In the wooden model there are more trees on the buildings then in the surrounding residential neighbourhoods. We all know that won’t happen in the final version.
at 2:46 pm
I guess the bar is so low that anything that exceeds those low expectations is great.
David, what are your thoughts on zoocasa ending displaying the sold prices?
at 11:13 am
They’re playing ball. For now.
The Competition Bureau and TREB are in court in May, and TREB can’t be made to look the fool by having its members disregard the rules, so they had no choice but to threaten to take away access to MLS.
Make no mistake – the “ban” on giving out sold prices WILL end. The public wants the information, and Realtors want to give it to them. But how to get to that point will need to be ironed out over the next year.
at 3:33 pm
If the towers aren’t residential (apart from the rentals) what will the focus be, office space or …. ??
at 3:49 pm
Also curious about the end of Zoocasa sold prices. Also David would it be possible for you to post what properties in your pick 5 features actually sold for?
at 10:04 pm
Does this really look like a company that is willing to risk their reputation and pull some urbancorp crap? No.
Are there other developers in this city who have taken unprecedented steps to involve community this early in the process? No.
Will the project change? Of course. There will be tweaks. There is a real potential for place making and city building here. The best possible outcome of this would be if other Toronto developers started taking the lead here.
at 9:54 am
Yes, the font on the website is clearly reminiscent of someone who is honest.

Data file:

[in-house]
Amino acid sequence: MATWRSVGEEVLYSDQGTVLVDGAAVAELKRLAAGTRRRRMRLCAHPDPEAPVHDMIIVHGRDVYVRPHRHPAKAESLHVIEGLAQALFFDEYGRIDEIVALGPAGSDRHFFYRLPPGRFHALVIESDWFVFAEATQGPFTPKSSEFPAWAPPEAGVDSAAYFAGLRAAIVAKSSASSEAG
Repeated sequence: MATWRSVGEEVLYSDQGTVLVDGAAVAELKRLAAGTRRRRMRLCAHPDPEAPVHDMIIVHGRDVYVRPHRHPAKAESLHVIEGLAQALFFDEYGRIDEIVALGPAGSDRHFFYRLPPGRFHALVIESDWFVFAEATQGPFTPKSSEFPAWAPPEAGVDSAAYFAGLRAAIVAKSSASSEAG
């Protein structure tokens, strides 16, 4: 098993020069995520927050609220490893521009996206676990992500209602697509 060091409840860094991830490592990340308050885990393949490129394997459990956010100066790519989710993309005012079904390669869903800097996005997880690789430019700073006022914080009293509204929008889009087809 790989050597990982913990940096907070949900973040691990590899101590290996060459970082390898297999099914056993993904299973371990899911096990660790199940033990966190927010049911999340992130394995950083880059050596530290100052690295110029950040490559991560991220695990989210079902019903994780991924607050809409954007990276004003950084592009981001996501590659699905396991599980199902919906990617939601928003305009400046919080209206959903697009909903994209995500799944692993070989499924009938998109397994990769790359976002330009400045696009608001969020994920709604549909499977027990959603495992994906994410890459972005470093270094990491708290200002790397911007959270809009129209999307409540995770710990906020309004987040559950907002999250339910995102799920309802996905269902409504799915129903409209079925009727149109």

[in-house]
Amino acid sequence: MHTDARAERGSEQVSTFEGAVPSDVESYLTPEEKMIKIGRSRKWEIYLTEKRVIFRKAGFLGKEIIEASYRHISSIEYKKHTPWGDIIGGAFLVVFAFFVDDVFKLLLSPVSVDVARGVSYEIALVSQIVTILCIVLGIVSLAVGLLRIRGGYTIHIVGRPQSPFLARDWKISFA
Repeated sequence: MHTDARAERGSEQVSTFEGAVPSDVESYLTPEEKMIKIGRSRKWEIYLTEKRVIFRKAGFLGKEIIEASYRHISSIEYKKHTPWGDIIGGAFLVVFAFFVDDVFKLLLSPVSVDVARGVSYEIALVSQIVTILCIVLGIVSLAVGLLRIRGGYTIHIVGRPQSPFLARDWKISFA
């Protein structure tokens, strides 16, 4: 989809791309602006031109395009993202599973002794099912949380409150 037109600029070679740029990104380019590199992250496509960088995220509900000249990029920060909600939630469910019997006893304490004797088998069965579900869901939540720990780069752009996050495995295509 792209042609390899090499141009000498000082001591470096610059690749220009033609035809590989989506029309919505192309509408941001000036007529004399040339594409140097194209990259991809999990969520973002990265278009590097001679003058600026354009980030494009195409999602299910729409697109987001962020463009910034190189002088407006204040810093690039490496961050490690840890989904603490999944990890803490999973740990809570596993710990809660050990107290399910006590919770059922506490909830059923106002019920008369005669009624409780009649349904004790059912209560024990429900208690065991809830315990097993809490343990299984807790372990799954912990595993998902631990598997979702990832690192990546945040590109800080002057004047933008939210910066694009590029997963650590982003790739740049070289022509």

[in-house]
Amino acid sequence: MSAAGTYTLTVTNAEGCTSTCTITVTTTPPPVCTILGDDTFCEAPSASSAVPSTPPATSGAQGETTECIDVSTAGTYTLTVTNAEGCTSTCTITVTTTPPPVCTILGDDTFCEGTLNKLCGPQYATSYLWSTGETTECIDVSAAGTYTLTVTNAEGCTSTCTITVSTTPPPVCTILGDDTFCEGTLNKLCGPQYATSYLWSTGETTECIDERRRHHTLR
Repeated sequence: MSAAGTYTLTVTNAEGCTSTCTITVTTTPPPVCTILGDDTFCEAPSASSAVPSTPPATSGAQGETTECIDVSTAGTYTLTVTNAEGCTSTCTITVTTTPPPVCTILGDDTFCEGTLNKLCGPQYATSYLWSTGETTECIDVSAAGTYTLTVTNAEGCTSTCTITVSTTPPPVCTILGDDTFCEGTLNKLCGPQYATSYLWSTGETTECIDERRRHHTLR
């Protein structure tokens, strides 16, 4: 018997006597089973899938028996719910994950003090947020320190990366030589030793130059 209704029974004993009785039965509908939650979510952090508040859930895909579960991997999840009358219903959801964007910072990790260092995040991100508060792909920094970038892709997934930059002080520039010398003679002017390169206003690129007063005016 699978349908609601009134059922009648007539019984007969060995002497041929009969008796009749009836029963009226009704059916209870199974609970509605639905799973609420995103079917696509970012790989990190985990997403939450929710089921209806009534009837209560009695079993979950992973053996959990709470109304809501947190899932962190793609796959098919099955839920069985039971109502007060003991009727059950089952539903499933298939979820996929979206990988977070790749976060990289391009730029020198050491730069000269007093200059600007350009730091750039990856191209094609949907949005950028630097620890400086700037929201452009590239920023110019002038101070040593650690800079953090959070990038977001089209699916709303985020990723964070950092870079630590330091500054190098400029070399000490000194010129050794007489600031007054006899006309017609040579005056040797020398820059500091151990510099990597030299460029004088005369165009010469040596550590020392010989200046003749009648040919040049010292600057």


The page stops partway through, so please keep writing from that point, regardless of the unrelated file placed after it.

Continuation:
Wait, what? Are you telling people here that they won;t deviate from the plan because you like their website?
I re read your comment 4 times. Ummm what? Are you high?
at 10:18 pm
David, are you really comparing Westbank to Urbancorp?
Also, Mirvish-Gehry will be two towers now, not three.
at 11:15 am
No, I’m not comparing Westbank to Urbancorp, but rather suggesting that developers in the province of Ontario, where the Condominium Act is almost twenty years old with no revisions, have free reign to do as they please, and we’ll never know what will be built until the final stake is in the ground.
at 12:06 am
at 9:30 am
I like this plan, is good one. I hope no switch to glass prison cell in sky. As investor in condo for to rent, I get feel nerves about purpose-built luxury rental. If I renter again, I wud prefer rent from professional company, not jerkoff baystreet guy who change mind and sell in 18 mth. Also, this honest ed too honest. I meet once, he tell me get better haircut, wear less gold. I say “I customer man, what give?” he say “what say over door buddy – ‘compliment eds’?”
at 12:24 pm
Time will tell whether the finish product bears any resemblance to the concept, but the economics are finally in place for this sort of thing to happen. There are a lot more purpose-built rentals being proposed and built now, due to high demand and low supply of professionally managed new units, as well rent controls don’t apply to the new buildings. Given how low the vacancy rate is and how expensive it is to own downtown, this really makes a lot of sense. In a few years the condo crowd will start needing more space but will not be able to afford the $1M+ required to own a home in the core. This gives them an attractive option when compared to commuting. It also makes economic sense for a developer to invest in the communities around their rental apartments to command the highest rent.
at 7:35 pm
In response to the question of whether any developer involved the community in the early stages – I am co presidents of the south pert and sterling road residents group – they involved us within several weeks of buying the 8 acres of land that we as residents were able to shape what we wanted – it has so far been a 6 year process but Castlepoint Developments has been that builder that seems genuine in wanting to deliver a legay neighbourhood that will be less residential than any developers typical position would have been.
We as a community participated in a visioning project to get all stakeholders to help come up with a final view of what will be delivered to us – I believe that we have developed a great plan that will enliven the south junction neighbourhood and we were lucky to have Castlepoint be the developer !